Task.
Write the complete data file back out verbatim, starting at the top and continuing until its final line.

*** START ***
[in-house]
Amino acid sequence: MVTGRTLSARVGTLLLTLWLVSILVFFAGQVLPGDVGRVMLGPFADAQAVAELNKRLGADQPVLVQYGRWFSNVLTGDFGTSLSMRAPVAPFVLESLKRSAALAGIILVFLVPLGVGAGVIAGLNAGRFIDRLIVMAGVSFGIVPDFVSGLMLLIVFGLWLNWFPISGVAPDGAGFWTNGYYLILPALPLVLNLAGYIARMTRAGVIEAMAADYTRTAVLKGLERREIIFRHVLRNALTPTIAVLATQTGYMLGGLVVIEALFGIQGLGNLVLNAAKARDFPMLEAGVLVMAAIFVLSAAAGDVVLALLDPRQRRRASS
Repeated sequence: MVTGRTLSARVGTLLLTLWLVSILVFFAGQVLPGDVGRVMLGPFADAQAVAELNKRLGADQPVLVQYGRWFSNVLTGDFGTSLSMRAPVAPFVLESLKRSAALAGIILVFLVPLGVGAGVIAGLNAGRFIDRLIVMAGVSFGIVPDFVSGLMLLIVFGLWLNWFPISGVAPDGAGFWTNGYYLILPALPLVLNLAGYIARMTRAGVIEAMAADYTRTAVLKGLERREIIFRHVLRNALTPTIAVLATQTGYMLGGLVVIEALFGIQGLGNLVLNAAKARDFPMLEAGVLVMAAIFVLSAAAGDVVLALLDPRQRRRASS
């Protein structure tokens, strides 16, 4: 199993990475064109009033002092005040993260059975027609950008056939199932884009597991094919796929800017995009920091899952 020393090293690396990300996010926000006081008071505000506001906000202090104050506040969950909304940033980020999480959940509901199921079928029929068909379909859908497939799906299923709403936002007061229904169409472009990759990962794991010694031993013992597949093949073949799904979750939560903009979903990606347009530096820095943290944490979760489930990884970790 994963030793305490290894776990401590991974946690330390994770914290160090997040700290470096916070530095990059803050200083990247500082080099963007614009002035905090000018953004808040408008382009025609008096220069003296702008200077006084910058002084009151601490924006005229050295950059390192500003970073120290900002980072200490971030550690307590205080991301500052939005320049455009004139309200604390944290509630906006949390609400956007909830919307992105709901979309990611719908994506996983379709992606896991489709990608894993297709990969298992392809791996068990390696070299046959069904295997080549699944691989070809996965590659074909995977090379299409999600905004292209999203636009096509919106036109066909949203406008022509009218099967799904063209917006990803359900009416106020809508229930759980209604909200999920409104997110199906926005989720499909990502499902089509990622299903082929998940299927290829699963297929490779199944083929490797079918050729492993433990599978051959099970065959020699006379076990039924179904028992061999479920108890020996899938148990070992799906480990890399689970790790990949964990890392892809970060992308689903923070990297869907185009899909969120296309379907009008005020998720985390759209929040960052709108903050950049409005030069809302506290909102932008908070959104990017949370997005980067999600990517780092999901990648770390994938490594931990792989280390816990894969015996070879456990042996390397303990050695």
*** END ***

[in-house]
Amino acid sequence: MVTGRTLSARVGTLLLTLWLVSILVFFAGQVLPGDVGRVMLGPFADAQAVAELNKRLGADQPVLVQYGRWFSNVLTGDFGTSLSMRAPVAPFVLESLKRSAALAGIILVFLVPLGVGAGVIAGLNAGRFIDRLIVMAGVSFGIVPDFVSGLMLLIVFGLWLNWFPISGVAPDGAGFWTNGYYLILPALPLVLNLAGYIARMTRAGVIEAMAADYTRTAVLKGLERREIIFRHVLRNALTPTIAVLATQTGYMLGGLVVIEALFGIQGLGNLVLNAAKARDFPMLEAGVLVMAAIFVLSAAAGDVVLALLDPRQRRRASS
Repeated sequence: MVTGRTLSARVGTLLLTLWLVSILVFFAGQVLPGDVGRVMLGPFADAQAVAELNKRLGADQPVLVQYGRWFSNVLTGDFGTSLSMRAPVAPFVLESLKRSAALAGIILVFLVPLGVGAGVIAGLNAGRFIDRLIVMAGVSFGIVPDFVSGLMLLIVFGLWLNWFPISGVAPDGAGFWTNGYYLILPALPLVLNLAGYIARMTRAGVIEAMAADYTRTAVLKGLERREIIFRHVLRNALTPTIAVLATQTGYMLGGLVVIEALFGIQGLGNLVLNAAKARDFPMLEAGVLVMAAIFVLSAAAGDVVLALLDPRQRRRASS
């Protein structure tokens, strides 16, 4: 199993990475064109009033002092005040993260059975027609950008056939199932884009597991094919796929800017995009920091899952 020393090293690396990300996010926000006081008071505000506001906000202090104050506040969950909304940033980020999480959940509901199921079928029929068909379909859908497939799906299923709403936002007061229904169409472009990759990962794991010694031993013992597949093949073949799904979750939560903009979903990606347009530096820095943290944490979760489930990884970790 994963030793305490290894776990401590991974946690330390994770914290160090997040700290470096916070530095990059803050200083990247500082080099963007614009002035905090000018953004808040408008382009025609008096220069003296702008200077006084910058002084009151601490924006005229050295950059390192500003970073120290900002980072200490971030550690307590205080991301500052939005320049455009004139309200604390944290509630906006949390609400956007909830919307992105709901979309990611719908994506996983379709992606896991489709990608894993297709990969298992392809791996068990390696070299046959069904295997080549699944691989070809996965590659074909995977090379299409999600905004292209999203636009096509919106036109066909949203406008022509009218099967799904063209917006990803359900009416106020809508229930759980209604909200999920409104997110199906926005989720499909990502499902089509990622299903082929998940299927290829699963297929490779199944083929490797079918050729492993433990599978051959099970065959020699006379076990039924179904028992061999479920108890020996899938148990070992799906480990890399689970790790990949964990890392892809970060992308689903923070990297869907185009899909969120296309379907009008005020998720985390759209929040960052709108903050950049409005030069809302506290909102932008908070959104990017949370997005980067999600990517780092999901990648770390994938490594931990792989280390816990894969015996070879456990042996390397303990050695």